Tuesday, 17 April 2012

Holiday diversions part 2

Solid reading matter is all well and good for holiday distraction but sometimes something lighter is called for. It's hard to sustain concentration even on wizard boy H.P. at cruising altitude, and whilst endless games of Top Trumps and Uno could get us through the rest, sometimes a mother needs to rest her eyelids. So into both boys' rucksacks went a couple of Usborne sticker books (an old favourite)  and into Bill's went two Mega Mash-Up books (a new punt by me).

Continuing a previously mentioned theme of my love of Usborne; just how good are their sticker books? Really good I reckon. So nice in fact that Father Christmas had to bring one for the husband at Christmas time because he was getting sticker book envy. At moments of stress he likes to unwind by placing toga-ed Romans in the Senate or Bath house, or matching Gladiators together whilst making fighting noises.

What I Like About Them. A List.
1. The stickers actually stick. It's surprising how often this cannot be taken as a given in a sticker book.
2. The variety and number of stickers to be placed on each scene and the pleasing level of detail you can build up. One book can sustain an entire 2 week holiday of first sticking fun and then back story discussion.
3. There are dress up sticker books for boys! I used to love cutting out the clothes with little tabs for paper dolls and hanging them on perilously. It was one of the activities I had quietly let go of ever revisiting (along with very detailed colouring in of Altair pattern books) when I realised I was to be a Mother of Sons. Thanks to Usborne's Soldiers, Knights, Pirates etc. titles I can share the joy of choosing who should have which breastplate/sword combo.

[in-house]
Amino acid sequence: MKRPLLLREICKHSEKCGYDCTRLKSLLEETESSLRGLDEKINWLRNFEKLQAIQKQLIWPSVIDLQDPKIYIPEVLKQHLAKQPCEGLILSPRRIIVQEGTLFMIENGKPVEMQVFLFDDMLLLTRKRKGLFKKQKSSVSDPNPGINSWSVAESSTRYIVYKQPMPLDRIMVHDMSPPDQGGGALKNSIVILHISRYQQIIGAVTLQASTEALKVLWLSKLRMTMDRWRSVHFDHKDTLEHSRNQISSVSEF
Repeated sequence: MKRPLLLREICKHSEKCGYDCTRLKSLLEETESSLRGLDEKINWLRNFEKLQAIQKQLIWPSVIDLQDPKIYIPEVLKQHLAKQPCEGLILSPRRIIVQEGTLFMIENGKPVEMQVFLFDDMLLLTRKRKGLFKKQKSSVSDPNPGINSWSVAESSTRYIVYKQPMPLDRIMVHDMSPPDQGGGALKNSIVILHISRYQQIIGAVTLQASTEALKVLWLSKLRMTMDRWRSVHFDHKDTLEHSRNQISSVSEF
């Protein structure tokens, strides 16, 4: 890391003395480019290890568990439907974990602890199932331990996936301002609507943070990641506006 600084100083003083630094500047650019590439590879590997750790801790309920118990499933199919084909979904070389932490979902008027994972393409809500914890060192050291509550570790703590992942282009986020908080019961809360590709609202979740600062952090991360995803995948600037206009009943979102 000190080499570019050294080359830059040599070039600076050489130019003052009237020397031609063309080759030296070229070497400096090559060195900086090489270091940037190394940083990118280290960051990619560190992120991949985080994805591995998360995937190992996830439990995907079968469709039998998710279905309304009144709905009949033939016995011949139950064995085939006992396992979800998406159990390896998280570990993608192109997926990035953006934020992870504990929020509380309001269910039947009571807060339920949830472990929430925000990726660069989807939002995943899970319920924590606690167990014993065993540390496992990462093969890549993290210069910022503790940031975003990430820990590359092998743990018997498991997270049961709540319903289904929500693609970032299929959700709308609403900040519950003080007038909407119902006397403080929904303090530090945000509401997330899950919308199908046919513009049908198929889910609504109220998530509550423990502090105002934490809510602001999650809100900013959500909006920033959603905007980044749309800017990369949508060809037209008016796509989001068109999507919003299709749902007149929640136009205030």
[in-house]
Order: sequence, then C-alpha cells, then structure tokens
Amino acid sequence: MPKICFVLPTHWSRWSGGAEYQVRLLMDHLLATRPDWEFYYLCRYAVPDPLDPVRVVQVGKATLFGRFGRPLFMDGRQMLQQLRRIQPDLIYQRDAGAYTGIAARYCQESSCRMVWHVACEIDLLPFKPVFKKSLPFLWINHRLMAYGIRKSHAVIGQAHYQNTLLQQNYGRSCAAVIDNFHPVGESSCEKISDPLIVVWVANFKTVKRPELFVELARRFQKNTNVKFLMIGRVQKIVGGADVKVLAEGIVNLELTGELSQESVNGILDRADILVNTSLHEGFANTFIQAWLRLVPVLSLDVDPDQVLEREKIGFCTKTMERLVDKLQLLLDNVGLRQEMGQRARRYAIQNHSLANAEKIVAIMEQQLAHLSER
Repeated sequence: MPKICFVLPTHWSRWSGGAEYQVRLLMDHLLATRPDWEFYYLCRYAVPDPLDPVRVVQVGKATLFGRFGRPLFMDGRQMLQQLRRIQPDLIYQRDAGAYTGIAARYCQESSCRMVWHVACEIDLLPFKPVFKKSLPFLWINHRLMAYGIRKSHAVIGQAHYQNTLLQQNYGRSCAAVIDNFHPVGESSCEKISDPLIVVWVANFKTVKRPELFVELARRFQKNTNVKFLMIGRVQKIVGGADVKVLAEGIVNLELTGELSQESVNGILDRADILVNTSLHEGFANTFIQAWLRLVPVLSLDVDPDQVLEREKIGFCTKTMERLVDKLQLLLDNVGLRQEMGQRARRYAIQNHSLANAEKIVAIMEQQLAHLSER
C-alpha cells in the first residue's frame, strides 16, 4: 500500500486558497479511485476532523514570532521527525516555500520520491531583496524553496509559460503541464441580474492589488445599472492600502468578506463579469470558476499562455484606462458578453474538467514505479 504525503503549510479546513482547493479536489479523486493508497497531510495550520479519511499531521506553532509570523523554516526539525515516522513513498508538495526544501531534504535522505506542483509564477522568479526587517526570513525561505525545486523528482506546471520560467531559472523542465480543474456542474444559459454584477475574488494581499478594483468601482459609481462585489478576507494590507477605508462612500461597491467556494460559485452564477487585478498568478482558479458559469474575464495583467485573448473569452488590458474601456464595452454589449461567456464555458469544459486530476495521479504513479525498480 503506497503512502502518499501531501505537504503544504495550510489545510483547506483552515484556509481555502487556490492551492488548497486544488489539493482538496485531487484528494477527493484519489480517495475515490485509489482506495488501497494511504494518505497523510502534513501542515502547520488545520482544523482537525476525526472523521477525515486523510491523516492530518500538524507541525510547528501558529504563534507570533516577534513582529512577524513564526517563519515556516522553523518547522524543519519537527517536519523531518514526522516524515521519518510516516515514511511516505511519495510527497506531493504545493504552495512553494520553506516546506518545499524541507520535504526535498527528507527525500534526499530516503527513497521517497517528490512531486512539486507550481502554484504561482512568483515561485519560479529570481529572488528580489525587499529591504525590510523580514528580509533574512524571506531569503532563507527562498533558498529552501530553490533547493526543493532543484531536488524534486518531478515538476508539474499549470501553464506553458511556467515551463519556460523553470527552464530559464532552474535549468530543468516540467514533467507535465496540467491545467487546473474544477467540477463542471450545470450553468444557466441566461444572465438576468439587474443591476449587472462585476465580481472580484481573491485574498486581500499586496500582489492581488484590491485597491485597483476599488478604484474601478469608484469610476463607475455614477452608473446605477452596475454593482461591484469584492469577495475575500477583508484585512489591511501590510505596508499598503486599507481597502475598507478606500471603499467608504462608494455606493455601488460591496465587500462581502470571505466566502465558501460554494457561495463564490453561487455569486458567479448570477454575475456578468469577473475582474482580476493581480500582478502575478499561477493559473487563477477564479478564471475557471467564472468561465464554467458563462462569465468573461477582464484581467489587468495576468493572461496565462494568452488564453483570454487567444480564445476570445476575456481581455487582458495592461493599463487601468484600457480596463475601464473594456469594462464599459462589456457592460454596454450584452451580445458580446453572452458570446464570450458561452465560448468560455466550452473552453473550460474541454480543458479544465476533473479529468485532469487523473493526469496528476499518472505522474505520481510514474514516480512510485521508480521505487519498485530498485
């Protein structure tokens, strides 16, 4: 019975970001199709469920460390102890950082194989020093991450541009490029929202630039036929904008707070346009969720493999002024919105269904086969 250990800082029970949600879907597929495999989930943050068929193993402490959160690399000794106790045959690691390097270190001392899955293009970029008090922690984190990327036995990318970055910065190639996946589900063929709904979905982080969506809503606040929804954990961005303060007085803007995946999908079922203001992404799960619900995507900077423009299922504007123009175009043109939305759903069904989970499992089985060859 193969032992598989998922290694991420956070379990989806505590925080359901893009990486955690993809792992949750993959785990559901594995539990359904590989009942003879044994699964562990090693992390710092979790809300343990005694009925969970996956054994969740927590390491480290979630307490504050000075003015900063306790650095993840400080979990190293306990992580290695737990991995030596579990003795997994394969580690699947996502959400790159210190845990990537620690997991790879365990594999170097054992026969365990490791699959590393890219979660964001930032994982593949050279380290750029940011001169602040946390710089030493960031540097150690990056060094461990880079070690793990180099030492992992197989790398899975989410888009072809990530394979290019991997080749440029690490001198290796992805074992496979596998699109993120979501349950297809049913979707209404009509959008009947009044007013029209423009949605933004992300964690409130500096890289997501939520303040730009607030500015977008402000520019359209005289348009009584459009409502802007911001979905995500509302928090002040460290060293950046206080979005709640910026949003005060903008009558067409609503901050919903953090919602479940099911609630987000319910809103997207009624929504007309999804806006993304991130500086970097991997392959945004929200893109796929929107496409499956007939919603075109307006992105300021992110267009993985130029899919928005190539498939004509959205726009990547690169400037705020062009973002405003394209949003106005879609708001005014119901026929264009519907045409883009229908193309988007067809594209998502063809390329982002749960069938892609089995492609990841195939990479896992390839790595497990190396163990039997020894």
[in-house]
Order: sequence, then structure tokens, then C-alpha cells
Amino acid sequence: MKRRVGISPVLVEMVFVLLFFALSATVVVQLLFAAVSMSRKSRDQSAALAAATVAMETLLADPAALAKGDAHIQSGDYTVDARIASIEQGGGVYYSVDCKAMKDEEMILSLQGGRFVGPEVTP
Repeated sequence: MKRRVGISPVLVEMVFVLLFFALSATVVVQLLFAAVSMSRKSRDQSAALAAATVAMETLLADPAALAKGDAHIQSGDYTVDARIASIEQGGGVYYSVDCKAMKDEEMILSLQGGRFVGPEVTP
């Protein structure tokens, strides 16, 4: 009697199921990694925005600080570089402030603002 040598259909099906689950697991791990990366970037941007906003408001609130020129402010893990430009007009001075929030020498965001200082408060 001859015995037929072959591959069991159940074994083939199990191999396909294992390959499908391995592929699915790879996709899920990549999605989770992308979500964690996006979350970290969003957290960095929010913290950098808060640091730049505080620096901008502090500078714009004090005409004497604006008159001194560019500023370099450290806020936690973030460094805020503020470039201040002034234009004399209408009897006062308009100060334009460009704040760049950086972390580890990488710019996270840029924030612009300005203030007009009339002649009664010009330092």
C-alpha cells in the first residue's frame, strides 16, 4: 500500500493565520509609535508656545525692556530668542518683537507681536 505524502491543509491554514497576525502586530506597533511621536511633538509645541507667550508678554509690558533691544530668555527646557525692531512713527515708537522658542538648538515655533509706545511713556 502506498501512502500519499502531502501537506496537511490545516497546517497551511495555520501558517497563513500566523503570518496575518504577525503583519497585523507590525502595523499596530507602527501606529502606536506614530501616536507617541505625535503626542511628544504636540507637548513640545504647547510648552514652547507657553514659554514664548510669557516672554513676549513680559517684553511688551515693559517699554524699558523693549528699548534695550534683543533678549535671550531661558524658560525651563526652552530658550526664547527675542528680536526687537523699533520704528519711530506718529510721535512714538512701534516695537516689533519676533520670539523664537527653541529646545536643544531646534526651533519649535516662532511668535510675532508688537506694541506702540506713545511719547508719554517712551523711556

4. They're even a bit educational but only a bit so that's okay.

On to Mega Mash-ups by Niklass Catlow, Tim Wesson and...Bill. These are a bunch of new 'draw your own adventure titles'published by Nosy Crow that offer pleasingly silly juxtapositions. I got Bill 'Robots V Gorillas in the Desert' and 'Romans V Dinosaurs on Mars'.

We've had cheapy draw-it-yourself books before but they've never been much used partly because the stories offered have been pretty yawn inducing and partly because the pages were intimidatingly blank enough to make the task feel overwhelming I think. These however were an instant hit with the Bill boy.

A passion for drawing is a recent discovery for him and the books provide just enough space and support to encourage him to draw just what he likes; ie. exploding banana monsters and mutant robot dinosaurs. They're in a simple chapter book format and full of silliness and poo and Tom and Jerry style fighting and poo and silly insults and poo, pressing all the right buttons in terms of text and graphics to enchant a 7 year old boy. There's also a section at the back of each book with a visual dictionary to help develop your cartoon drawing skills. Over the week he probably only completed about a third of the pages so there's plenty to come back to too.
I'm going to be giving a lot of these as birthday presents I think.

Thanks to such distractions I got to read 950 pages of Anthony Trollope. Well packed Me though I say so myself.

'Romans sticker book' (amongst many, many others) pub. Usborne Activities isbn 978-1-4095-3072-5
'Romans V Dinosaurs on Mars' by Niklas Catlow, Tim Wesson and Your Child (amongst several others)
pub. Nosy Crow isbn 978-0-85763-001-8

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